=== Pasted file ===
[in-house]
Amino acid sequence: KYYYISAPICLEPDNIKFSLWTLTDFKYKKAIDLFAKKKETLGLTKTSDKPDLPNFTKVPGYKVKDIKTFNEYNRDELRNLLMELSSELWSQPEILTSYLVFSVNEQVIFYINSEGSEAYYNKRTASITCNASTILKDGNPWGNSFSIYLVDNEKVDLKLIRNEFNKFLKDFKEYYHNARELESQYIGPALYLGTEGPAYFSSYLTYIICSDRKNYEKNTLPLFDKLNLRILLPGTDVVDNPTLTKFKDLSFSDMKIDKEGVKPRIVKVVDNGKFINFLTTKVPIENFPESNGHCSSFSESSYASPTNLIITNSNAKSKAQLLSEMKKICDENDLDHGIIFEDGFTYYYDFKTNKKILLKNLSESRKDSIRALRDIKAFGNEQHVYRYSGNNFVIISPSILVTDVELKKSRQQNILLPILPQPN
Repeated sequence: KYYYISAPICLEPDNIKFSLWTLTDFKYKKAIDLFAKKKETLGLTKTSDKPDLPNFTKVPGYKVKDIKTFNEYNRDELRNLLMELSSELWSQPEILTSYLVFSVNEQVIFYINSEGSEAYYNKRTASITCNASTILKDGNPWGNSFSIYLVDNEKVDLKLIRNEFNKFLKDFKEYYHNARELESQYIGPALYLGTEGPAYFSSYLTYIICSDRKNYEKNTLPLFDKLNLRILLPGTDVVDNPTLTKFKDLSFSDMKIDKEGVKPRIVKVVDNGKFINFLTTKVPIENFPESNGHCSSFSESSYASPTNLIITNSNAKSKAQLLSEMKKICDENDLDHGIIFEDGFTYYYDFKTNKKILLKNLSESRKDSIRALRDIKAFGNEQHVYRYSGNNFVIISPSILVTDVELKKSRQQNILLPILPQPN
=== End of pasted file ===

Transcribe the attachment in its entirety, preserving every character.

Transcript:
[in-house]
Amino acid sequence: KYYYISAPICLEPDNIKFSLWTLTDFKYKKAIDLFAKKKETLGLTKTSDKPDLPNFTKVPGYKVKDIKTFNEYNRDELRNLLMELSSELWSQPEILTSYLVFSVNEQVIFYINSEGSEAYYNKRTASITCNASTILKDGNPWGNSFSIYLVDNEKVDLKLIRNEFNKFLKDFKEYYHNARELESQYIGPALYLGTEGPAYFSSYLTYIICSDRKNYEKNTLPLFDKLNLRILLPGTDVVDNPTLTKFKDLSFSDMKIDKEGVKPRIVKVVDNGKFINFLTTKVPIENFPESNGHCSSFSESSYASPTNLIITNSNAKSKAQLLSEMKKICDENDLDHGIIFEDGFTYYYDFKTNKKILLKNLSESRKDSIRALRDIKAFGNEQHVYRYSGNNFVIISPSILVTDVELKKSRQQNILLPILPQPN
Repeated sequence: KYYYISAPICLEPDNIKFSLWTLTDFKYKKAIDLFAKKKETLGLTKTSDKPDLPNFTKVPGYKVKDIKTFNEYNRDELRNLLMELSSELWSQPEILTSYLVFSVNEQVIFYINSEGSEAYYNKRTASITCNASTILKDGNPWGNSFSIYLVDNEKVDLKLIRNEFNKFLKDFKEYYHNARELESQYIGPALYLGTEGPAYFSSYLTYIICSDRKNYEKNTLPLFDKLNLRILLPGTDVVDNPTLTKFKDLSFSDMKIDKEGVKPRIVKVVDNGKFINFLTTKVPIENFPESNGHCSSFSESSYASPTNLIITNSNAKSKAQLLSEMKKICDENDLDHGIIFEDGFTYYYDFKTNKKILLKNLSESRKDSIRALRDIKAFGNEQHVYRYSGNNFVIISPSILVTDVELKKSRQQNILLPILPQPN